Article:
Organization educates campus on veterans

IUS Horizon

Dale Brown
Dale Brown, IUS Student Veterans Organization facilitator, gives a presentation during the Operation Diploma event on Friday, March 5.

On Friday, March 5, the Military Family Research Institute gave a presentation describing the issues unique to both student veterans and student service members in University Center North, room 122, as part of Operation Diploma.

There were two speakers at the event, Sara Appel, MFRI outreach specialist, and Dale Brown, IUS Student Veterans Organization facilitator.

Brown began the event by describing the two grants the university received last year to be used for veterans. One grant was for $2,000 while the other was for $15,000. The grants helped form the SVO and to fund events to bring veterans together and heighten awareness of the veteran population on campus.

Appel’s presentation was called “Understanding Student Service Members and Veterans.” Appel said the difference between the two groups was that student veterans are no longer actively involved in the military but may be called back into duty.  The other group, student service members, is still involved in the military and more likely to be activated and deployed.

“One of the goals of our program is to work with higher education to help them understand veterans,” Appel said.

Appel said when the Montgomery GI Bill was first put in place in 1944, veterans took advantage and proved themselves to be mature and responsible students.

She said campuses began being more flexible with veterans, allowing some of their military education to count as credit toward their degree.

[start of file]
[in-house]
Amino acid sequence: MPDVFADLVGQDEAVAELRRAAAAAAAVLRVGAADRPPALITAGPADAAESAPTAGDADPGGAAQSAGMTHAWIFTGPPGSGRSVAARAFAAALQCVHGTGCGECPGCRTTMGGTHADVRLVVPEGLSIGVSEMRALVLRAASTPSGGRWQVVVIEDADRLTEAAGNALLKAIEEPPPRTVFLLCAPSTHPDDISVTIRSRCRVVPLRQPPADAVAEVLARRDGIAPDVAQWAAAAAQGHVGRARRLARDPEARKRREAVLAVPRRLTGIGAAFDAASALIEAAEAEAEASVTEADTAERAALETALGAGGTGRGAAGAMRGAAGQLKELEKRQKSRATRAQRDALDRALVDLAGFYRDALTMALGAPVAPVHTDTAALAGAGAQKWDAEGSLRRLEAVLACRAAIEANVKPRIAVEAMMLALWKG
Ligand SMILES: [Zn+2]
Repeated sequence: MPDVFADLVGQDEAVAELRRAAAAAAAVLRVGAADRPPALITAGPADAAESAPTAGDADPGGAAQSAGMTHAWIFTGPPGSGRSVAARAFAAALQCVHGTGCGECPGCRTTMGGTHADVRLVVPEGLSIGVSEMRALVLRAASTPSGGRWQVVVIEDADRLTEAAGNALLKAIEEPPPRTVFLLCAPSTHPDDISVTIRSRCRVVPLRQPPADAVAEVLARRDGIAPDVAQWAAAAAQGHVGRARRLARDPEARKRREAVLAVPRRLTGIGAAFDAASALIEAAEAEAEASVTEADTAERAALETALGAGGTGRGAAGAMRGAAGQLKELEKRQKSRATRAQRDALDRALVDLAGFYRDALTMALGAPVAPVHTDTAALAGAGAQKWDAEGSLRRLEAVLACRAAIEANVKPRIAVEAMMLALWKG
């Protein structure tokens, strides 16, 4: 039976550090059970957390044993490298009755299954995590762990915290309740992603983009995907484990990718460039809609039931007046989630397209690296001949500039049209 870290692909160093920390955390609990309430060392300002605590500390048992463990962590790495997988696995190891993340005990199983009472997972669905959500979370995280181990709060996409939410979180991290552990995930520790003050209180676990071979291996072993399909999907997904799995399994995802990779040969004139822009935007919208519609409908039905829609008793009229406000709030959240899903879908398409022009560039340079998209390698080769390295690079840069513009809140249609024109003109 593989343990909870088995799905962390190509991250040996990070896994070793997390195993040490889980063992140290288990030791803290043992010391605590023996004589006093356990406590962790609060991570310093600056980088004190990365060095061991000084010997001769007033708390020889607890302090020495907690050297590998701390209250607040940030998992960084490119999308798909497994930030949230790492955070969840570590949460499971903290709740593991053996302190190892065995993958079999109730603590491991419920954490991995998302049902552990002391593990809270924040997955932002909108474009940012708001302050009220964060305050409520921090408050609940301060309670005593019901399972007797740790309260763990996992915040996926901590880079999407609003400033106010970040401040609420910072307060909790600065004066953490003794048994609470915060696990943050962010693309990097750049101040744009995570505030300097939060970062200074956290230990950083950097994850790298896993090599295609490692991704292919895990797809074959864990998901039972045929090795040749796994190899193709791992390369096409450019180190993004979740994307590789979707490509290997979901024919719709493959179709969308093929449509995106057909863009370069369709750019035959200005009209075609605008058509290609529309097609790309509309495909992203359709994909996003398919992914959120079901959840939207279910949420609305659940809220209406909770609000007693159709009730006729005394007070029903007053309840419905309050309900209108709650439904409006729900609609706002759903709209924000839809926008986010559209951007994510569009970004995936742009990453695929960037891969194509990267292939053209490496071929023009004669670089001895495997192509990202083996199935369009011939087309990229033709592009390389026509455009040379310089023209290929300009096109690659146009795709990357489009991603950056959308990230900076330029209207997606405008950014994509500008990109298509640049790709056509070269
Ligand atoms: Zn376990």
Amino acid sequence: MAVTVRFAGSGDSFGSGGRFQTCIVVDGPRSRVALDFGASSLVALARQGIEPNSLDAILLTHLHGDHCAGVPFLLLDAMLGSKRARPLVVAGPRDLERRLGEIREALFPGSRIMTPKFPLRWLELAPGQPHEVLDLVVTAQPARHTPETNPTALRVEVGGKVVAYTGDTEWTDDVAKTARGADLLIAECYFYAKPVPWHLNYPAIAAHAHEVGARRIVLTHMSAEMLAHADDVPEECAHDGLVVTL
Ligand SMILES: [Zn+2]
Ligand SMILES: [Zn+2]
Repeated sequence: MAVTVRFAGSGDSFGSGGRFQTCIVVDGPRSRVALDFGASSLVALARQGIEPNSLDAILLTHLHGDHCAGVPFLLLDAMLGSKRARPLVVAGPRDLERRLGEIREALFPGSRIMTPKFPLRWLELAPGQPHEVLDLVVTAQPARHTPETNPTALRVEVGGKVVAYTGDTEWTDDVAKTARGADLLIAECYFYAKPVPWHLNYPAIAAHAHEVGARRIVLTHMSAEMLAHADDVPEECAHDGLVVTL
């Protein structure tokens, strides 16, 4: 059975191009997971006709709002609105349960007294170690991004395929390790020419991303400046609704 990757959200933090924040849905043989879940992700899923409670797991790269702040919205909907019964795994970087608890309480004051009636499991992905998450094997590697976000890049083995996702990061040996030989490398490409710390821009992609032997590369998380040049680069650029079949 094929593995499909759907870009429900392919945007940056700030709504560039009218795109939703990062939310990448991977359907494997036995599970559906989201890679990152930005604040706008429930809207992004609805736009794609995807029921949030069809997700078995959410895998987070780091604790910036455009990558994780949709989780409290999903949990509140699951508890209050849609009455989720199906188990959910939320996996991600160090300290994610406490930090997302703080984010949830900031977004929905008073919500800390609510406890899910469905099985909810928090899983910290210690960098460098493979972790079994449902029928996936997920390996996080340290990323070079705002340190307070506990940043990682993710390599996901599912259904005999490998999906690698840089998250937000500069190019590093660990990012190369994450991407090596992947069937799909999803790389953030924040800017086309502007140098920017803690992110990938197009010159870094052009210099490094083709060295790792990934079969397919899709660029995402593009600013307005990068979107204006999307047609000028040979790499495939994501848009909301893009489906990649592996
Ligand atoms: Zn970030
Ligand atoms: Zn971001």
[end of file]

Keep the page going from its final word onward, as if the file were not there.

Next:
“It was the right thing to do,” Appel said. “It raised the academic bar and challenged the campuses.”

Appel said veterans and service members bring experiences that create diversity and increase the knowledge base of everyone on campus.

She said veterans and service members come to campus with a reputation for being impatient and feeling entitled, but she said research has shown they often challenge their professors and other students in a positive way, offering good input.

Appel offered a profile of veterans on campus.  Most are between the ages of 17 to 35.  Half are married and nearly half have children. She said less than 10 percent live on campus and many have taken distance learning courses, some while deployed.

Brown, a student veteran himself, said the SVO currently has 78 members from a total of 203 veterans or their family members on campus. They range in age from 18 to their 60s and come from every branch of the military.

By DERRICK HOLDRIDGE

Staff Writer

dvholdri@umail.iu.edu